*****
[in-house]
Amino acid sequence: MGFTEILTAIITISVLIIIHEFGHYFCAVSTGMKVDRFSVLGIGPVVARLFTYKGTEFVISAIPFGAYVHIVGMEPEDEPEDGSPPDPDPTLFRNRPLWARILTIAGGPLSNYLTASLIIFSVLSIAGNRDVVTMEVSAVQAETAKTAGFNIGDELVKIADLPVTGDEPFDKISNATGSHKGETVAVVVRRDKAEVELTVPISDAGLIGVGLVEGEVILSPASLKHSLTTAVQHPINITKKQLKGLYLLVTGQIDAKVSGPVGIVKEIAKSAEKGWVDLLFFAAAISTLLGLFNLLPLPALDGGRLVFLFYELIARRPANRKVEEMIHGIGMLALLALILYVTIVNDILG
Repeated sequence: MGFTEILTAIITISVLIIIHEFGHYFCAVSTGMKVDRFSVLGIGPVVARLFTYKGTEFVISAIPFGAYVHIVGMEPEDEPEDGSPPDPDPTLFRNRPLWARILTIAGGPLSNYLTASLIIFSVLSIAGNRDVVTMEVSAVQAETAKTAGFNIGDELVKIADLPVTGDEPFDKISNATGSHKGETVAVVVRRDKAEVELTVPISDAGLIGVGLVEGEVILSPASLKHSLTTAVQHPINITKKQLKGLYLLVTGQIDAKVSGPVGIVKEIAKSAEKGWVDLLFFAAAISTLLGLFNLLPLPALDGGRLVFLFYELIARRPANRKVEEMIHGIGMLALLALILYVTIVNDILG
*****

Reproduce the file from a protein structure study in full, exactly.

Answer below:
[in-house]
Amino acid sequence: MGFTEILTAIITISVLIIIHEFGHYFCAVSTGMKVDRFSVLGIGPVVARLFTYKGTEFVISAIPFGAYVHIVGMEPEDEPEDGSPPDPDPTLFRNRPLWARILTIAGGPLSNYLTASLIIFSVLSIAGNRDVVTMEVSAVQAETAKTAGFNIGDELVKIADLPVTGDEPFDKISNATGSHKGETVAVVVRRDKAEVELTVPISDAGLIGVGLVEGEVILSPASLKHSLTTAVQHPINITKKQLKGLYLLVTGQIDAKVSGPVGIVKEIAKSAEKGWVDLLFFAAAISTLLGLFNLLPLPALDGGRLVFLFYELIARRPANRKVEEMIHGIGMLALLALILYVTIVNDILG
Repeated sequence: MGFTEILTAIITISVLIIIHEFGHYFCAVSTGMKVDRFSVLGIGPVVARLFTYKGTEFVISAIPFGAYVHIVGMEPEDEPEDGSPPDPDPTLFRNRPLWARILTIAGGPLSNYLTASLIIFSVLSIAGNRDVVTMEVSAVQAETAKTAGFNIGDELVKIADLPVTGDEPFDKISNATGSHKGETVAVVVRRDKAEVELTVPISDAGLIGVGLVEGEVILSPASLKHSLTTAVQHPINITKKQLKGLYLLVTGQIDAKVSGPVGIVKEIAKSAEKGWVDLLFFAAAISTLLGLFNLLPLPALDGGRLVFLFYELIARRPANRKVEEMIHGIGMLALLALILYVTIVNDILG